[Introduction, for those still not in the know]
hana yori dango originated as a manga 15 years ago; a modern tale of romance that spans the classes of Japanese society. Makino Tsukushi was unfittingly enrolled by her chronically pauperized parents into Eitoku Academy, the high school for Japan's most noble and prestigious. Not filthy rich and pampered like her schoolmates, Tsukushi has extreme difficulties socialising, and merely wishes to silently endure the ordeal till graduation. She succeeds with this plan for the first year, but an incident during her second year placed her directly in the path of F4, the gang of the four most powerful boys in school. The sheer influence of their families gives them absolute freedom and rule, even over the academic staff; ergo nobody dares challenge them lest they risk receiving a "red card" that signifies a declaration of war from F4. The unfortunate individual(s) is then subject to bullying by the whole school. Tsukushi being the rough and tough girl, puts up fearless defiance, and in the midst of tussle developed romantic links with two members of F4. Her life's involvement with the nation's rich and famous begins from there on.
Recent years of nauseating experiences watching productions has grown me into a default skeptic whenever a new drama based on a popular anime series is planned. Anime being a medium that gives directors unlimited flexibility in visualising scenes, makes it exceedingly difficult to be acted out and shot by real people. Without the necessary (exorbitant) budget to recreate the scenes propers, foolish producers end up with embarrassingly silly actions in the final product. My heart goes out to the pitiful actors for being forced into such IQ-damaging work.
It should therefore be no surprise I was less than excited when I read hana yori dango was (again) making the live scene. Especially when scrawny Matsumoto Jun was supposed to play the herculean and berseking Doumyouji Tsukasa. The question that ran through my mind: how was he going to beat up people with might?? As it turns out, that becomes a moot question.
For the record, I never intended to review my original viewership of the anime series. It was in summary a marginally enjoyable story that, at 51 episodes, dragged with tedium at times. Sure there were many events and characters to encounter, but it should had been over and done with much earlier. Well, the good news is somebody must have complaint to the live crew about this, for the live drama is only 9 episodes in length. (The reality though, is a 45-min drama episode approximates to 2 24-min anime episodes, so the live drama is relatively around 18 episodes.)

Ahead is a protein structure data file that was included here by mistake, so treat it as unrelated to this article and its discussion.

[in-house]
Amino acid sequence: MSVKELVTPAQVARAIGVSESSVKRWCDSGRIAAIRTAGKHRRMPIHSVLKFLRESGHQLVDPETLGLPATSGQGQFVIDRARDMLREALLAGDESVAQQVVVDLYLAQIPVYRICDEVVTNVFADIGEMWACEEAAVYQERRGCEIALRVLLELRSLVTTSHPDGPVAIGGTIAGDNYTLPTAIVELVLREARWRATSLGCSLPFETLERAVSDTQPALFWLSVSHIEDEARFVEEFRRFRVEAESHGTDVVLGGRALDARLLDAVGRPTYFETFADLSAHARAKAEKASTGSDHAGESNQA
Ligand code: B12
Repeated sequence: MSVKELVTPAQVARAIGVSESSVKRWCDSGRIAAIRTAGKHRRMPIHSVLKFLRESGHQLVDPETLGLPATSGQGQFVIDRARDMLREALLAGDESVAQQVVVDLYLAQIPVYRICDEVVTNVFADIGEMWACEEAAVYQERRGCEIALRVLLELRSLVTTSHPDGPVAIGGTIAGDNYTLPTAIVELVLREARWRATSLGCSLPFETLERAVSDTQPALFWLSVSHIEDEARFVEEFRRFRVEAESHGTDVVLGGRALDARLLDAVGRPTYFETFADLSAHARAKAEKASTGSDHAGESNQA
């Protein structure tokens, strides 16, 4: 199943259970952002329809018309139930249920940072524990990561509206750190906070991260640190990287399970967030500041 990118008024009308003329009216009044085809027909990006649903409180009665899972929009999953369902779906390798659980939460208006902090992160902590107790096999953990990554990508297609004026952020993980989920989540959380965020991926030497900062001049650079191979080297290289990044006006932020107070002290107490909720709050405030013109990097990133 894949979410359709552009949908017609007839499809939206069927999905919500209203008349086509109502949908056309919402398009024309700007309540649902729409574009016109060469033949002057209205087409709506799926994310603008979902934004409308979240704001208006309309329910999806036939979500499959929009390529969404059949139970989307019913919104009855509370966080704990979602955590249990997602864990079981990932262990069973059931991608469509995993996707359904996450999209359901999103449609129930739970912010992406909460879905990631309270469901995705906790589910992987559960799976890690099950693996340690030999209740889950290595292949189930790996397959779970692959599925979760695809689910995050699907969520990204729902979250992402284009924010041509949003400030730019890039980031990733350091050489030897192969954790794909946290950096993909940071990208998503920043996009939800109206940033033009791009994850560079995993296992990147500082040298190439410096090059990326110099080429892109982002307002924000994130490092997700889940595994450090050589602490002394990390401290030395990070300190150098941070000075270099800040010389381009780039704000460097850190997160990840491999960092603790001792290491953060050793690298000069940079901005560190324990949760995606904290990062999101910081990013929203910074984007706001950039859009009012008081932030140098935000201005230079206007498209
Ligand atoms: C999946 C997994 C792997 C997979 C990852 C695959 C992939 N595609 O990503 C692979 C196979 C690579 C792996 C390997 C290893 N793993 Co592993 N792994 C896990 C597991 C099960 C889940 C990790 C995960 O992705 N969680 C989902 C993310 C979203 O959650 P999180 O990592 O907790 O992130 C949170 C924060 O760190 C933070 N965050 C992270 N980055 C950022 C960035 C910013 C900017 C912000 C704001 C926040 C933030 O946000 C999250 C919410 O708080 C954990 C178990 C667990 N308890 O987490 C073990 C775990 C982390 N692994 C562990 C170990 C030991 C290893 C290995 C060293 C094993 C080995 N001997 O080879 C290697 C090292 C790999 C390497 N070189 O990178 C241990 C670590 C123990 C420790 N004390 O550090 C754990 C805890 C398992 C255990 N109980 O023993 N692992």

Such a drastically reduced timeframe calls for some major revision of the plot. The resultant storyline shed most of the anime's fat and that is a good thing; what I like about most Japanese dramas is the intense amount of progression each episode contains, and it is no different here. Anime and manga fans will no doubt recognise familiar events crucial to building the story and characters, but might be fazed by the omission and even fusion of some. Some completely new events get fabricated in as well. But no fear. Thankfully hana yori dango is quite a malleable story, and it is the essence of the characters and their relationships that make or break it. And I am most happy to state my earlier skepticism was unfounded.
Baby face Inoue Mao is the perfect actress to play the unpretty, unelegant, yet charming Makino Tsukushi. She acts out her own behaviour that is distinctly different from the anime character; showcasing a greater silliness yet potraying more a more lively person. Matsumoto Jun's version of Doumyouji Tsukasa also brings out a more affectionate character, and their chemistry strikes off the right notes. Despite to the limited span of storytelling time they get to spend together, they make good use of it, and deliver an impact of love unfelt in the anime. Obviously, it is just not the sheer work of the pair alone; many a great contributions came from the rest of the cast. Although still not as involved as Hanazawa Rui, the other 2 members of F4, Nishikado Soujiro and Mimsaka Akira, have been given bigger roles (something sorely lacking in the anime) to create a more balanced spread of character interactions. Strangely, the same cannot be said about the significant females Doumyouji Tsubaki and Toudou Shizuka, who had seriously weakened presence; I feel that is a great pity.
Additionally there is that oddball of comic relief attempts at Tsukushi's part-time workplace; mildly funny but does not blend well with the rest of the show. And the boys with their lanky builts make for some really artificial fights (what did I say about Jun-kun...). Tsukushi's fighting style is also spastic at best. Still, the resultant play-out emits a much stronger bond between Tsukushi and the F4 boys. Bonds undeniably boosted tremendously by a solid set of music composed by Yamashita Kousuke; there are some really nice pieces worth your money - buy the OST. Again, another great departure from the anime's screeching music. Make no mistake here, folks; music is to on-screen stories what spice is to food. The story revisors have succeeded into re-organising the flow and fit in all the elements to form a sum greater than its parts.
My congratulations to the production/acting crew for their good work, and proving live acting can hit higher notes than anime when executed properly. Like Tsukasa would say, "this is the series I approve of."
Condensed & lean; excellent casting; touching music; more involved characters; trumps anime
Condensed & clipped; retarded fighting; missing some key events; less involved characters; comedy misses